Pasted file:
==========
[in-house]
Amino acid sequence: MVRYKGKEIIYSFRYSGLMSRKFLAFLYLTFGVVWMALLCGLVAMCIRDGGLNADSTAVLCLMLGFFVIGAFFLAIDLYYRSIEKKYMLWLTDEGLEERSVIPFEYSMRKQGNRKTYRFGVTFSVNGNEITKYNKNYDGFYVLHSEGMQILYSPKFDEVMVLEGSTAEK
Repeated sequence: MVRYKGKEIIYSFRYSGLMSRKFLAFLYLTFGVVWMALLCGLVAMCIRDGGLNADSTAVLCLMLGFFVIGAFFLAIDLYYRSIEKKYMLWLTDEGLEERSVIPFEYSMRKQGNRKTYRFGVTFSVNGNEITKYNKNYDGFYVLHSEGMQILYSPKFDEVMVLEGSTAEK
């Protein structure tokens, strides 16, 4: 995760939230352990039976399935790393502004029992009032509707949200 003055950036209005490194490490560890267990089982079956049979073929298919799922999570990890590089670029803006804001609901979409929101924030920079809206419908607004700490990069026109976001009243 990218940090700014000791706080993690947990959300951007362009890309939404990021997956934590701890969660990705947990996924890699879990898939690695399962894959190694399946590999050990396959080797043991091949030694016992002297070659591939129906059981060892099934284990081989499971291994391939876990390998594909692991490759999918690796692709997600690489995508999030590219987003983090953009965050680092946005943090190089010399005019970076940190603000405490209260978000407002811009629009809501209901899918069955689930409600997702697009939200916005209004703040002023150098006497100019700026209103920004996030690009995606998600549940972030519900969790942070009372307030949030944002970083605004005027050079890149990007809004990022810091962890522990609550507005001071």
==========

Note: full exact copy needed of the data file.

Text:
[in-house]
Amino acid sequence: MVRYKGKEIIYSFRYSGLMSRKFLAFLYLTFGVVWMALLCGLVAMCIRDGGLNADSTAVLCLMLGFFVIGAFFLAIDLYYRSIEKKYMLWLTDEGLEERSVIPFEYSMRKQGNRKTYRFGVTFSVNGNEITKYNKNYDGFYVLHSEGMQILYSPKFDEVMVLEGSTAEK
Repeated sequence: MVRYKGKEIIYSFRYSGLMSRKFLAFLYLTFGVVWMALLCGLVAMCIRDGGLNADSTAVLCLMLGFFVIGAFFLAIDLYYRSIEKKYMLWLTDEGLEERSVIPFEYSMRKQGNRKTYRFGVTFSVNGNEITKYNKNYDGFYVLHSEGMQILYSPKFDEVMVLEGSTAEK
């Protein structure tokens, strides 16, 4: 995760939230352990039976399935790393502004029992009032509707949200 003055950036209005490194490490560890267990089982079956049979073929298919799922999570990890590089670029803006804001609901979409929101924030920079809206419908607004700490990069026109976001009243 990218940090700014000791706080993690947990959300951007362009890309939404990021997956934590701890969660990705947990996924890699879990898939690695399962894959190694399946590999050990396959080797043991091949030694016992002297070659591939129906059981060892099934284990081989499971291994391939876990390998594909692991490759999918690796692709997600690489995508999030590219987003983090953009965050680092946005943090190089010399005019970076940190603000405490209260978000407002811009629009809501209901899918069955689930409600997702697009939200916005209004703040002023150098006497100019700026209103920004996030690009995606998600549940972030519900969790942070009372307030949030944002970083605004005027050079890149990007809004990022810091962890522990609550507005001071």